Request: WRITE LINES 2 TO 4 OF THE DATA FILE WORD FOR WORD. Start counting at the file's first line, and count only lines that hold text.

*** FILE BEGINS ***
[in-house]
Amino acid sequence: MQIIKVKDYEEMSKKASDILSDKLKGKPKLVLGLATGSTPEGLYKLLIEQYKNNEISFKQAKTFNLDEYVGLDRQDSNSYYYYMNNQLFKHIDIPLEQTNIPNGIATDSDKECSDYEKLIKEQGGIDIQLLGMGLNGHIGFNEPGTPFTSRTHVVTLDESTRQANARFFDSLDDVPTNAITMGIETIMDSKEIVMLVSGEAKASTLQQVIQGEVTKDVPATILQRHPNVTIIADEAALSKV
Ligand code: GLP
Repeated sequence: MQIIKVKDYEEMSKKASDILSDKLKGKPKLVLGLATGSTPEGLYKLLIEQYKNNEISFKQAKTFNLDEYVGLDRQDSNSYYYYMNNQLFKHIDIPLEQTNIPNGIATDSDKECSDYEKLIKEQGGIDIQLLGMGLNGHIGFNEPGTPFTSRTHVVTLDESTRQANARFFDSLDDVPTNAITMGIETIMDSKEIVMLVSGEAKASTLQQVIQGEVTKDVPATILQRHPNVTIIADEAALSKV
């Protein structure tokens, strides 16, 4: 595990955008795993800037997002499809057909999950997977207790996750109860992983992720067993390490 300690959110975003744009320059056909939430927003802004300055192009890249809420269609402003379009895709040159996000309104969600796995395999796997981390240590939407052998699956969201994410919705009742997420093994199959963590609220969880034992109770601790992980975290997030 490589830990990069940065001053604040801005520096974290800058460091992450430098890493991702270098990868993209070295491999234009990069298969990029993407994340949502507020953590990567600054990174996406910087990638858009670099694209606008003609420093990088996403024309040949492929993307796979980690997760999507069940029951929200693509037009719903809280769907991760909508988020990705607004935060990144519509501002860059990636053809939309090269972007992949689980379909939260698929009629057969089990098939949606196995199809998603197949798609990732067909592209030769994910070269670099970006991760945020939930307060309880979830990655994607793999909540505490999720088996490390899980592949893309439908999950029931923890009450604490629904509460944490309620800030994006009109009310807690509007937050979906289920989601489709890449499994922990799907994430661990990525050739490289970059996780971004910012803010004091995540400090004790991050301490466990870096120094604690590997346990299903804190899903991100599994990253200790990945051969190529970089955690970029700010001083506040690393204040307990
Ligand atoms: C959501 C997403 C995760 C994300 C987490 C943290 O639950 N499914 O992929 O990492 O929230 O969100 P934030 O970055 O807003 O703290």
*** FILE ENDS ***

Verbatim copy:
Amino acid sequence: MQIIKVKDYEEMSKKASDILSDKLKGKPKLVLGLATGSTPEGLYKLLIEQYKNNEISFKQAKTFNLDEYVGLDRQDSNSYYYYMNNQLFKHIDIPLEQTNIPNGIATDSDKECSDYEKLIKEQGGIDIQLLGMGLNGHIGFNEPGTPFTSRTHVVTLDESTRQANARFFDSLDDVPTNAITMGIETIMDSKEIVMLVSGEAKASTLQQVIQGEVTKDVPATILQRHPNVTIIADEAALSKV
Ligand code: GLP
Repeated sequence: MQIIKVKDYEEMSKKASDILSDKLKGKPKLVLGLATGSTPEGLYKLLIEQYKNNEISFKQAKTFNLDEYVGLDRQDSNSYYYYMNNQLFKHIDIPLEQTNIPNGIATDSDKECSDYEKLIKEQGGIDIQLLGMGLNGHIGFNEPGTPFTSRTHVVTLDESTRQANARFFDSLDDVPTNAITMGIETIMDSKEIVMLVSGEAKASTLQQVIQGEVTKDVPATILQRHPNVTIIADEAALSKV